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If you're using a friction sway control device (bar), and you have to back at an acute angle, it's wise to remove the device first. If you use a Reese Dual Cam or Equal-i-zer hitch, there's no reason to remove anything while backing.

Roger
Roger...please clarify... according to the Equalizer brochure that I just picked up, it does use friction for sway control... so should it be removed when backing up?
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Old 07-11-2007, 08:35 PM   #24
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No, Val... only if you're using a friction sway control device in conjuction with a standard weight distributing hitch. A friction sway control device looks like this:


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If you're using an Equal-i-zer sway control weight distributing hitch, or a Reese Dual-Cam hitch, there is nothing that needs to be removed for backing. You might want to review this post in Reese Dual Cam Sway Control.

Roger
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Old 07-12-2007, 09:55 AM   #25
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No, Val... only if you're using a friction sway control device in conjuction with a standard weight distributing hitch. A friction sway control device looks like this:


Attachment 8854


If you're using an Equal-i-zer sway control weight distributing hitch, or a Reese Dual-Cam hitch, there is nothing that needs to be removed for backing. You might want to review this post in Reese Dual Cam Sway Control.

Roger
Well, that's a strong point in favor of an Equal-i-zer or Reese Dual-Cam. The less rules to remember, the better.
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Old 07-12-2007, 11:16 AM   #26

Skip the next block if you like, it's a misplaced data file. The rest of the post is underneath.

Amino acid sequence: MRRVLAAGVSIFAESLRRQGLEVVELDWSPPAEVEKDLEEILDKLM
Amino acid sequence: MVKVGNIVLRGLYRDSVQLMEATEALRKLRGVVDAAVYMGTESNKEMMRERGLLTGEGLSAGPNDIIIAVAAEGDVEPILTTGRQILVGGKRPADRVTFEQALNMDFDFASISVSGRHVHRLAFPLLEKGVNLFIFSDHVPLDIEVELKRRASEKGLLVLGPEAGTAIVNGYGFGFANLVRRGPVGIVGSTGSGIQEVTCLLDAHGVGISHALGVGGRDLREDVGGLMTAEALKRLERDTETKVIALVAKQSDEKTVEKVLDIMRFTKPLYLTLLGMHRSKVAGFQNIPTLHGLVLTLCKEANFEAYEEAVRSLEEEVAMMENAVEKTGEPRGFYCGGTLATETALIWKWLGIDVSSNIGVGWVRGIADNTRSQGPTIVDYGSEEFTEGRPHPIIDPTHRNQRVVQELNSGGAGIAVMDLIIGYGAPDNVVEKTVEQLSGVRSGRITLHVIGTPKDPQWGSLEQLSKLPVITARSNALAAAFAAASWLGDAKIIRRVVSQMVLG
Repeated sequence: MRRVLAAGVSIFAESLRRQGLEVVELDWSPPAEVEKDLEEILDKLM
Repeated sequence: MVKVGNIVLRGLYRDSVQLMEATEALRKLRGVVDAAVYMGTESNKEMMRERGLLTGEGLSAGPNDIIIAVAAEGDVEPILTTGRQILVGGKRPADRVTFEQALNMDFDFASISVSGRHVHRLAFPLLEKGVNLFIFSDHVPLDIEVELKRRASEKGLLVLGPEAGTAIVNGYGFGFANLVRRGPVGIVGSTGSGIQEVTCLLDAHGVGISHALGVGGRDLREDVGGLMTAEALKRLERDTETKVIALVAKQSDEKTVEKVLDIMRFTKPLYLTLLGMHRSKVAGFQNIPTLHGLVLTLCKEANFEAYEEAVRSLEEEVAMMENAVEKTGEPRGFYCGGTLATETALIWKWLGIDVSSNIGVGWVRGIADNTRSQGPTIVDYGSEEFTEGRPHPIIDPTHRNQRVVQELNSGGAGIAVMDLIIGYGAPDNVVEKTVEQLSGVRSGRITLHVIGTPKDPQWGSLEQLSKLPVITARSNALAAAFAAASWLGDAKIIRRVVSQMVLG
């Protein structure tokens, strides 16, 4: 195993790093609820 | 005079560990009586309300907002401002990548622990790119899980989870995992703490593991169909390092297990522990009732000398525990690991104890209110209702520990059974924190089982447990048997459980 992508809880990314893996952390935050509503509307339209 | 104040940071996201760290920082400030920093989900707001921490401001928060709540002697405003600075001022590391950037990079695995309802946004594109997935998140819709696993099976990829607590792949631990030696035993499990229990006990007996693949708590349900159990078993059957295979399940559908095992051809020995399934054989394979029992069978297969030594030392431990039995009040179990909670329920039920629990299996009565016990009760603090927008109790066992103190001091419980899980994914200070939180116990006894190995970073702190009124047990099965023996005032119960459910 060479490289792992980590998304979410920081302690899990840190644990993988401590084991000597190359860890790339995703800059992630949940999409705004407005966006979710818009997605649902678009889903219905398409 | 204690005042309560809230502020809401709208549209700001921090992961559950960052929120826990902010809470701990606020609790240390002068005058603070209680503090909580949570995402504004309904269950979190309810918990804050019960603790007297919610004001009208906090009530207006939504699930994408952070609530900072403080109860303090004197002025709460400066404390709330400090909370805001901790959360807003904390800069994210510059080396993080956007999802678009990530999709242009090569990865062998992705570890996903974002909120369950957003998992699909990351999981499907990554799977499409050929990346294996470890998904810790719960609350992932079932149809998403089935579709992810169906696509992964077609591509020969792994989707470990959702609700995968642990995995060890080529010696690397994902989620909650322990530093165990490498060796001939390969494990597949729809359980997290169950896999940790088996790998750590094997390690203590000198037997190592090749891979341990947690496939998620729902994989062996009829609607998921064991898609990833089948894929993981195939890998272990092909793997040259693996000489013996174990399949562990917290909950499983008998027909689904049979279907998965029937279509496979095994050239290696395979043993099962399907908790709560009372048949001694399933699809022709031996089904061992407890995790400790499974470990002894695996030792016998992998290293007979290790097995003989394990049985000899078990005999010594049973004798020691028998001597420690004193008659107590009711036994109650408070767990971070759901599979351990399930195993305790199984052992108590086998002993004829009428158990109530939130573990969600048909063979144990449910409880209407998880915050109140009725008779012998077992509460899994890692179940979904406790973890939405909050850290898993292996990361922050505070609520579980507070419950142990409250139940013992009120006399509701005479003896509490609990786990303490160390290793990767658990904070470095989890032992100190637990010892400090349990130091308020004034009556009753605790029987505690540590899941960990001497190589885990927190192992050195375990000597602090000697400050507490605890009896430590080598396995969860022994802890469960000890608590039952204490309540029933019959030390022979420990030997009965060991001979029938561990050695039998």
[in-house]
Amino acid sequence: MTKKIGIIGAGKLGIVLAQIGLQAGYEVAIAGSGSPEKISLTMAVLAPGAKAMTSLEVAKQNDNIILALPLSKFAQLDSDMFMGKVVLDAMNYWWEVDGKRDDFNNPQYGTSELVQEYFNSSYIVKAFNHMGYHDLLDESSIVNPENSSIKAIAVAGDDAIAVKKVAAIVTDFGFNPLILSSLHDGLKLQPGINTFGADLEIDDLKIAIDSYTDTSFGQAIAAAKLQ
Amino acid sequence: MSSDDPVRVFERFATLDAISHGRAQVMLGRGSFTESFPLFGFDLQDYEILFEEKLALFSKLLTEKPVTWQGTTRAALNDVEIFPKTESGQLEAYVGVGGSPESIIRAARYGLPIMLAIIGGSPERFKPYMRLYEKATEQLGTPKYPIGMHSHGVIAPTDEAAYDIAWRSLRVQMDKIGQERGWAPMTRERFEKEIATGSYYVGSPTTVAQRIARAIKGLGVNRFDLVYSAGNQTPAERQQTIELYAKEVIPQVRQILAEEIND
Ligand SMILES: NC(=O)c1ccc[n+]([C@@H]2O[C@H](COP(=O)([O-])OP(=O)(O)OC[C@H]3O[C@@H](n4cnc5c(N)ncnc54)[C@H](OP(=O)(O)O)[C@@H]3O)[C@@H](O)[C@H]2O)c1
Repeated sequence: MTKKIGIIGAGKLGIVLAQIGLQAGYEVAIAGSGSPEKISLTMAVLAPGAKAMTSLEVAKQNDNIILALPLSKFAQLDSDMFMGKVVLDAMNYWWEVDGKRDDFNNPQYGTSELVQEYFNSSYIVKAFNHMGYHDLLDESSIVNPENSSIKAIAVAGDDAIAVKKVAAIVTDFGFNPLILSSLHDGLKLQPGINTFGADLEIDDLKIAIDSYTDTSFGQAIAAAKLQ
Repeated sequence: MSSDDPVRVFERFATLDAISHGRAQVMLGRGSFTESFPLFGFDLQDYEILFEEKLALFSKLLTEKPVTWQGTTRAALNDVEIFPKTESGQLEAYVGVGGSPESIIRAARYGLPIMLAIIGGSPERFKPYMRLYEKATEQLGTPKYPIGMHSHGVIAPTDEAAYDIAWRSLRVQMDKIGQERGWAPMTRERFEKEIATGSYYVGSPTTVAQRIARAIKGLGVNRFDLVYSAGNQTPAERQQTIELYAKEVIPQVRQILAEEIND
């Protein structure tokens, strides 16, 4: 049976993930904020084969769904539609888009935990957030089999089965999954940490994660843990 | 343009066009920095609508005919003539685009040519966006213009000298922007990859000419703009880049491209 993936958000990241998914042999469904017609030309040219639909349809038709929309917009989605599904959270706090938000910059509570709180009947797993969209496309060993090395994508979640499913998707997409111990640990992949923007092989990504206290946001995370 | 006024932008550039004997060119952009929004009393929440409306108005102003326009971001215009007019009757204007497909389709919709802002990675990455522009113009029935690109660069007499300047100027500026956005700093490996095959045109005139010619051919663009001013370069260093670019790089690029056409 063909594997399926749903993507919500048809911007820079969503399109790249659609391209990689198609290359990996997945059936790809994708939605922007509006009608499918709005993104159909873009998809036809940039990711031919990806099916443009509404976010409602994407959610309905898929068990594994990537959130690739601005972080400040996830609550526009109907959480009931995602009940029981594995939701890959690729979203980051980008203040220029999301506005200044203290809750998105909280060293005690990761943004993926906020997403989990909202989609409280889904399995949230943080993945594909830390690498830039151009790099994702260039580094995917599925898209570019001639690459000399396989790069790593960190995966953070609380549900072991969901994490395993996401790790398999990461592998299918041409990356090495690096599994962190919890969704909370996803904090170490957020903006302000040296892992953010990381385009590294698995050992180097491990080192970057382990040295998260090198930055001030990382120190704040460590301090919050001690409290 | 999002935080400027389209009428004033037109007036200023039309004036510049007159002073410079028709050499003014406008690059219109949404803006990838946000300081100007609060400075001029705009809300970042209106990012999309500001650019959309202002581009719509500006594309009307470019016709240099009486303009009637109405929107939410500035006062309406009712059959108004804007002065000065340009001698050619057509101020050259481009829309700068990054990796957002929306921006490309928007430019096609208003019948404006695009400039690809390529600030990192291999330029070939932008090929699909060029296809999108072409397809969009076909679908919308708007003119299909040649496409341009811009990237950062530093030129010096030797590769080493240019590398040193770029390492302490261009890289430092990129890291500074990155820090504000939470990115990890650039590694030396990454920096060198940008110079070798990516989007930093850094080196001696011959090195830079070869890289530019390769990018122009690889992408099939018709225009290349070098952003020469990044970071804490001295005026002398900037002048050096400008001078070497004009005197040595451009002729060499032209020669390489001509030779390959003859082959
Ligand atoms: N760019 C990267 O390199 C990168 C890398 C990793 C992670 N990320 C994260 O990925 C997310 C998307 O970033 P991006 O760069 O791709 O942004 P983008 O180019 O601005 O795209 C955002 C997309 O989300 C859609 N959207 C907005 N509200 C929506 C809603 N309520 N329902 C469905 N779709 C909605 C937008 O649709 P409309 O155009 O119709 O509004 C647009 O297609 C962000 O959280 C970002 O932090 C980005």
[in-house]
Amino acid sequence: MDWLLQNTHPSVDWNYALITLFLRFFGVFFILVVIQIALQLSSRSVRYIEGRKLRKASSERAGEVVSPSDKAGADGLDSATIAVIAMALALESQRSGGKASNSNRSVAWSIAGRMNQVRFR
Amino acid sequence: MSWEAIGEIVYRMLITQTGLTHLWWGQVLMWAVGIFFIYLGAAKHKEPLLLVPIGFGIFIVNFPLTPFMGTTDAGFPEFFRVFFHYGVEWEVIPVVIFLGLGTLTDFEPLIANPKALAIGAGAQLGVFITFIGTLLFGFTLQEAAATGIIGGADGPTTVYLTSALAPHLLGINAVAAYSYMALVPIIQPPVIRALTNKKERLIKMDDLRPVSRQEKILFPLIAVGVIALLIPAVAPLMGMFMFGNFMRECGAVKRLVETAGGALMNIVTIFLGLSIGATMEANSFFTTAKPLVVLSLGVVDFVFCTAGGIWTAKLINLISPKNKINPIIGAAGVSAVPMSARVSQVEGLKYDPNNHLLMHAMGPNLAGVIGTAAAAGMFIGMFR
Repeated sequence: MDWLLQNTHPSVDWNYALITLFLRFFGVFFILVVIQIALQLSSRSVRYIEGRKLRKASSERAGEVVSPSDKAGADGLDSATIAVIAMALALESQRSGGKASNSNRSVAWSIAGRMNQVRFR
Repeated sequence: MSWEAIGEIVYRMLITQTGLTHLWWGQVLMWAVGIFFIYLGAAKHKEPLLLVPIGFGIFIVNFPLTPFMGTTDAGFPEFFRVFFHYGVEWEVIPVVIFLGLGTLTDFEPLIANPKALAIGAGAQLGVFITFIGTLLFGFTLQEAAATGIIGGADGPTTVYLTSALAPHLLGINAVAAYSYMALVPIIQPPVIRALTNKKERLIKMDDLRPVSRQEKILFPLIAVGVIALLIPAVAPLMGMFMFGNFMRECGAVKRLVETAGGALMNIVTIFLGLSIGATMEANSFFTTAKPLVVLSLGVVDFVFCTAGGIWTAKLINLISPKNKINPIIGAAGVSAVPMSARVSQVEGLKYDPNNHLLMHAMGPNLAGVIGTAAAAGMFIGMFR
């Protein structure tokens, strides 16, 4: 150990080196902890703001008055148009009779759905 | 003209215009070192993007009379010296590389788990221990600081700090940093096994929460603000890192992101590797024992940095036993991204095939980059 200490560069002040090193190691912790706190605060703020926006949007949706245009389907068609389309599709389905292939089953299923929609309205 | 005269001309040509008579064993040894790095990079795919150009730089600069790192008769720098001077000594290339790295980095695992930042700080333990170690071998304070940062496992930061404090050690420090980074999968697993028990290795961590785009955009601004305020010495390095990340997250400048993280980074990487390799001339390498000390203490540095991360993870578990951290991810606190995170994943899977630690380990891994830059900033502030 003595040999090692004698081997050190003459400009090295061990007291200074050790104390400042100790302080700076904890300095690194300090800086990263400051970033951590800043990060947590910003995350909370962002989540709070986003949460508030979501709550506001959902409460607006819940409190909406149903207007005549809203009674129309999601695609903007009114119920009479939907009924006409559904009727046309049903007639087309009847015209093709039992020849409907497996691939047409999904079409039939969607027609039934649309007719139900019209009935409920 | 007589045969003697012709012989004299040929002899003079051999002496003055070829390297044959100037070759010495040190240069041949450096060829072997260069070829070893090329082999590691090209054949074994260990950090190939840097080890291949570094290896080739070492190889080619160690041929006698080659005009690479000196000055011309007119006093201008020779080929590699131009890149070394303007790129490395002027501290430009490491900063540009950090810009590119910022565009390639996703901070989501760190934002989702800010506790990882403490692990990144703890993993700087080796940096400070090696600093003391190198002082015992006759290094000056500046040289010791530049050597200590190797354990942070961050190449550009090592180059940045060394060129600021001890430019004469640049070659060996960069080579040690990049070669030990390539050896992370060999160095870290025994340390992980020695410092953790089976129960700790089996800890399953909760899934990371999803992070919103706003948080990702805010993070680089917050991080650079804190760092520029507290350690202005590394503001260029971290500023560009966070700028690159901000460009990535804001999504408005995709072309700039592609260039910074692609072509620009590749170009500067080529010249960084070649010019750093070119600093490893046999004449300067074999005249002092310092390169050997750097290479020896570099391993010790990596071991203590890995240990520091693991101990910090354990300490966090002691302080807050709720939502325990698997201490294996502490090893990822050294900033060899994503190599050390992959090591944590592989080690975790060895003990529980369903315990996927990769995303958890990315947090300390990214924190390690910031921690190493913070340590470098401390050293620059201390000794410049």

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Back to your original question --

We are fortunate to have both a Scamp 16 and an Avion 26. Both tow great with our 83 Jimmy diesel. Fuel usage with the Scamp runs about 19 MPG vs 15-16 with the Avion. The only basic anemity the Avion has over the Scamp is a shower.

What we have found, so far, is the Scamp goes and the Avion stays.

Our major use is getting away from the Pacific Northwest rain for a couple of weeks or so a couple of times through each winter. This involves a fast trip down I-5 to So. California, a week or two in the sun (hopefully) and a dash back up I-5.

For us the evenings get a bit long in the Scamp. Seating is not that comfortable and heating is spotty due to leaks around the door, windows and lack of insulation.

On the-other-hand we have enjoyed exploring and camping in remote areas with the Scamp that would not be possible with the Avion.

So our plan is to use the Scamp for exploratory-touring outings. Then as we find places that we might like to revisit for a longer time, the Avion will be available. Most of these places are in areas easily accessed with the larger trailer.

Another trailer you might consider, if you can find one, is one of the Award models. They are very light weight, having an engineered frame, and are quite aerodynamic but are more conventional in construction.

My parents had a Big Foot fifth wheel (my memory says it was a 21 ft, but that may not be exact) for several years. It was roomy and very functional, but a little heavy and hard to pull until they upgraded to a full size V-8 pickup. Later they upgraded to a large full-time 5th wheel setup for a while, then back down to a Scamp 16.
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Old 07-12-2007, 01:12 PM   #27